Design and Features
Review: WD TV LiveThe WD TV Live media player is a rectangular black box with rounded sides made of polymer. It sports a matte finish overall, thus you don't have to worry about leaving fingerprints. Its dimensions are 12.5 cm width, 10 cm depth, and 3 cm height, making it a slightly larger than the usual media player. The build quality seems to be good. It has ventilation holes at the base to let out hot air from within, while the four flat rubber legs at the bottom raise it a bit for the ventilation to work and also keep it grounded. The player has a USB port at the front and one at the back, while a white power LED is present at the front.

Review: WD TV LiveThe player is capable of reading from USB flash drives and hard drives with multiple file systems and with multiple partitions. Memory cards are not supported due to the lack of a reader, which is ironic because it supports photo viewing. It supports drives with NTFS file system and therefore you don't have to worry about file size limitation as is the case with FAT32. Thanks to the AV cable, you can connect it to a standard analogue television, while an HDMI cable lets you hook it up to your HDTV. The optical audio output can be used to connect to compatible audio systems. While an Ethernet port has been provided for wired network connectivity, Wi-Fi connectivity has been conveniently built inside.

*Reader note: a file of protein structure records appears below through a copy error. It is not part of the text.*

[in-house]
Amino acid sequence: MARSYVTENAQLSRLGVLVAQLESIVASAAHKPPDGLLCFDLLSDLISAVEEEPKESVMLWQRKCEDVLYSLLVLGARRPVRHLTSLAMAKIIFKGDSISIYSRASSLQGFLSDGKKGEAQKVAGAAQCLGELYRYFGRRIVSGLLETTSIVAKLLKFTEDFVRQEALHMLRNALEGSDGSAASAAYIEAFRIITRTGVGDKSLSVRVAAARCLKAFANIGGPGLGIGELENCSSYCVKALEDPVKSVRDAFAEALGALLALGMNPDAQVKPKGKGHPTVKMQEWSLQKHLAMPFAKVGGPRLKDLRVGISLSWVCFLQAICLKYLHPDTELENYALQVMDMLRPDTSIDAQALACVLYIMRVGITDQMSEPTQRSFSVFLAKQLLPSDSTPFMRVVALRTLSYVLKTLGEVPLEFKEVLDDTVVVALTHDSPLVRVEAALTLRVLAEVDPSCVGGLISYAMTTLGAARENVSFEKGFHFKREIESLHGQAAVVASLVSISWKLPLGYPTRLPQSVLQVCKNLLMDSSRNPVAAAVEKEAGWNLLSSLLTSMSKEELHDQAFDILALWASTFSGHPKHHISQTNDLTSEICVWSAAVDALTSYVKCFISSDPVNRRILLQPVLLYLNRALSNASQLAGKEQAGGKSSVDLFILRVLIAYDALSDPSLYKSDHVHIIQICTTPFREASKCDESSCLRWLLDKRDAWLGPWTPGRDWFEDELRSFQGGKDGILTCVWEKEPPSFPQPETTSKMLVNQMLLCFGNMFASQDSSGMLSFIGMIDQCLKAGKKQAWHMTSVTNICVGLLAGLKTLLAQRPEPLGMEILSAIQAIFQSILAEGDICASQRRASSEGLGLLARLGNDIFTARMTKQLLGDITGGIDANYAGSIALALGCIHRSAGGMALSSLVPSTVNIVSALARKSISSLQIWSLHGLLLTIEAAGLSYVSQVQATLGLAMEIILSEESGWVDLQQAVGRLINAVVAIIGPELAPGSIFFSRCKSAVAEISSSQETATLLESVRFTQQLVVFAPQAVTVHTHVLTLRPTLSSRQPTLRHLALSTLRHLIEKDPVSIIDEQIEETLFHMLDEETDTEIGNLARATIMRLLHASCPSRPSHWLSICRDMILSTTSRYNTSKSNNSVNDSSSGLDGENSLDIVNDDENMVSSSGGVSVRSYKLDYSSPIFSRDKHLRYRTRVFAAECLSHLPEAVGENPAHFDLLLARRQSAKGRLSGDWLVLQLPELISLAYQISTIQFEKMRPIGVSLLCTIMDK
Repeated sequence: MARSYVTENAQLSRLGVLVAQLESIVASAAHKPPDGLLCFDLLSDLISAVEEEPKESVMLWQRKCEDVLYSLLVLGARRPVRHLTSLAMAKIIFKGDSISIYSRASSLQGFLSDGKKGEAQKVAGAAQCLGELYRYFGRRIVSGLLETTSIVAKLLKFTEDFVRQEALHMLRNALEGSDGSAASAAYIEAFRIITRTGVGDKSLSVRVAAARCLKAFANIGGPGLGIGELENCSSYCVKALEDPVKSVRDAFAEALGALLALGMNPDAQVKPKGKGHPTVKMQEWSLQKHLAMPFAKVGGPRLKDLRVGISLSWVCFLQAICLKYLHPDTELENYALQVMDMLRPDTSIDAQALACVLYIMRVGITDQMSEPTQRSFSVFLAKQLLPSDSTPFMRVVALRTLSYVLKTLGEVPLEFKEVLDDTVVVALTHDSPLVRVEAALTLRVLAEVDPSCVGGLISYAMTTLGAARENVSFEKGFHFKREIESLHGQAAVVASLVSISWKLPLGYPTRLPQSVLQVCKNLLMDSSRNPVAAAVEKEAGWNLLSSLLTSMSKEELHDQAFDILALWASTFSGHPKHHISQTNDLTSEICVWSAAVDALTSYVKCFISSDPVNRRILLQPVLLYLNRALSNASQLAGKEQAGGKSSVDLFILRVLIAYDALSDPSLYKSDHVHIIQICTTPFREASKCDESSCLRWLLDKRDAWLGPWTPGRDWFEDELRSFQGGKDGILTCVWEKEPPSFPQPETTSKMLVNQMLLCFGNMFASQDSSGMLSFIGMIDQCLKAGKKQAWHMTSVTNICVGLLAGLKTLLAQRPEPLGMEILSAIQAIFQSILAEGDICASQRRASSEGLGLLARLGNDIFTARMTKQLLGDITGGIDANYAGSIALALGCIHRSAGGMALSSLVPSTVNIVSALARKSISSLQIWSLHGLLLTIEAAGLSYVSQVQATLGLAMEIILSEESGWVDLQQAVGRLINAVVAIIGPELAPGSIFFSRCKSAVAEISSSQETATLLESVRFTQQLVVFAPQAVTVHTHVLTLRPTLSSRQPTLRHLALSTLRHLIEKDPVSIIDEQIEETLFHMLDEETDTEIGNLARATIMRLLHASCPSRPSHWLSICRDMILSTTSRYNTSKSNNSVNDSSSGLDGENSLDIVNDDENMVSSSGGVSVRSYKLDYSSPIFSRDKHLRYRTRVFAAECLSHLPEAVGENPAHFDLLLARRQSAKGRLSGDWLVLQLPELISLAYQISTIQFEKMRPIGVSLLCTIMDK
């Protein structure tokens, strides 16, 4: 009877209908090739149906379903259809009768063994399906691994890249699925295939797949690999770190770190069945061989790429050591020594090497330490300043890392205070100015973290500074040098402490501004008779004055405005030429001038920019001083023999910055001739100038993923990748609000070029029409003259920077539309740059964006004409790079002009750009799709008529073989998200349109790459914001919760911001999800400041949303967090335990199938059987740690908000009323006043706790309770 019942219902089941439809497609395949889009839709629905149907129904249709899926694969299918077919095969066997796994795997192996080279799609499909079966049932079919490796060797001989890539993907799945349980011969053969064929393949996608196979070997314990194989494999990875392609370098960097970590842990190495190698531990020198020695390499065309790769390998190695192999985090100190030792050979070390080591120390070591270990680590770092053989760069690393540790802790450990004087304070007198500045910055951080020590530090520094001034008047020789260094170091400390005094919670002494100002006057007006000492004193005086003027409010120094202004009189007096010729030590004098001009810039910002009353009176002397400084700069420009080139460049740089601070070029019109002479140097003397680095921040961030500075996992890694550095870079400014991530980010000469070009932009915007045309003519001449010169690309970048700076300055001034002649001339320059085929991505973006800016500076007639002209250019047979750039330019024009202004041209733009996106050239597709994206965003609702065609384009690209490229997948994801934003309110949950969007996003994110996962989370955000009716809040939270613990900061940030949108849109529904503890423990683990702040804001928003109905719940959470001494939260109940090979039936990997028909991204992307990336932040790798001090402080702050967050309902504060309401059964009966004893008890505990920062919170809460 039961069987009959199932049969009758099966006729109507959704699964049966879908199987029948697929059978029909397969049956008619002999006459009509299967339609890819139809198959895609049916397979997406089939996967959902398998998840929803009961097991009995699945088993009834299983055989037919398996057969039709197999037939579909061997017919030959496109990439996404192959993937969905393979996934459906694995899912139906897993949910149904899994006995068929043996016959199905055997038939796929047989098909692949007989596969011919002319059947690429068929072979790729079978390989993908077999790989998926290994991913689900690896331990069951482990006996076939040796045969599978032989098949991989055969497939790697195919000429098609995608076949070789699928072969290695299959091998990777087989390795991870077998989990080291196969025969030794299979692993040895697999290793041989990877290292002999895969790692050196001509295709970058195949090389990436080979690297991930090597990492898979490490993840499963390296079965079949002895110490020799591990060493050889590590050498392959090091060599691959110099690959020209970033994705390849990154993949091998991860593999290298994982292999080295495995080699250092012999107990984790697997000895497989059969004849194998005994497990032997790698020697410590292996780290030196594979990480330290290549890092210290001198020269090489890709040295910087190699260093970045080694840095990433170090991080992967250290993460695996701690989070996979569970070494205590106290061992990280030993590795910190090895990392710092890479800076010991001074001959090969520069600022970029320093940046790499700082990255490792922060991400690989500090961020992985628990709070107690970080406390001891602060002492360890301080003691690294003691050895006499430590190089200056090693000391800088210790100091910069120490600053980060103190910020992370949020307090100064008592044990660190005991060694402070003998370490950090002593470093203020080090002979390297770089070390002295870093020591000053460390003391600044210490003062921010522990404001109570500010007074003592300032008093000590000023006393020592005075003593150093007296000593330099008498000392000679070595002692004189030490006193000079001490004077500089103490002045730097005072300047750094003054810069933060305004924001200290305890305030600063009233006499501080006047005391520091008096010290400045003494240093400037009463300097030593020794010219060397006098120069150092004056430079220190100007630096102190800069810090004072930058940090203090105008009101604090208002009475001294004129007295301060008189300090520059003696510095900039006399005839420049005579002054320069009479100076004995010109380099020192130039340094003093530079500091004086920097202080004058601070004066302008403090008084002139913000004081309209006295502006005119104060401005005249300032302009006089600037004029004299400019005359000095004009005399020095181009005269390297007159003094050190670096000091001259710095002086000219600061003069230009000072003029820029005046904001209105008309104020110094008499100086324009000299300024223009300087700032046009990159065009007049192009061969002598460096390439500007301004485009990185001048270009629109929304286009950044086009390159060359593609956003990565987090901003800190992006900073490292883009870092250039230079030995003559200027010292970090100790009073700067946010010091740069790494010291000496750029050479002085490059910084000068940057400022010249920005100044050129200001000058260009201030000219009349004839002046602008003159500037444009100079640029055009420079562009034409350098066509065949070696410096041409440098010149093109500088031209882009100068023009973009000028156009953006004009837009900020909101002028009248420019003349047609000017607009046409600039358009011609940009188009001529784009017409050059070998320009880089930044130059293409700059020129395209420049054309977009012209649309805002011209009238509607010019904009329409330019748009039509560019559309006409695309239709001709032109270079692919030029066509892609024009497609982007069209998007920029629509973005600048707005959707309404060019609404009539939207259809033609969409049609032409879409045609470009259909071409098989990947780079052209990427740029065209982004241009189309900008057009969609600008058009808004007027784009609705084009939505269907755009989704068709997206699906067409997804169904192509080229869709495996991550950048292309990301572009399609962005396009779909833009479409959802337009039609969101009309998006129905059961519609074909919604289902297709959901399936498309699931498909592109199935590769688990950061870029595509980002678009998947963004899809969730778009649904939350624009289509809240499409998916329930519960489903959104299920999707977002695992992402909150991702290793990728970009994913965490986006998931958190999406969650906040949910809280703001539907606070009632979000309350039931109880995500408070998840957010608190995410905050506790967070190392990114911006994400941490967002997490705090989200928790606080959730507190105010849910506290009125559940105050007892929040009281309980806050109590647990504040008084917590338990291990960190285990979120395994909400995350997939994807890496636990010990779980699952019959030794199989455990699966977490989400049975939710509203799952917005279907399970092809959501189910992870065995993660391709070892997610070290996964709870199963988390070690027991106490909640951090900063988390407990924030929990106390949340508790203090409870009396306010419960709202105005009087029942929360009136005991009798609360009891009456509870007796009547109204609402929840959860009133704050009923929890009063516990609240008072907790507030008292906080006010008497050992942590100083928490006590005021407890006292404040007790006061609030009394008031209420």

The two USB ports on the device can be used independently to connect three USB storage devices simultaneously, which can be chosen from the interface. We must note here that there is no control button present on the device itself and a remote controller is a must to be able to use this device.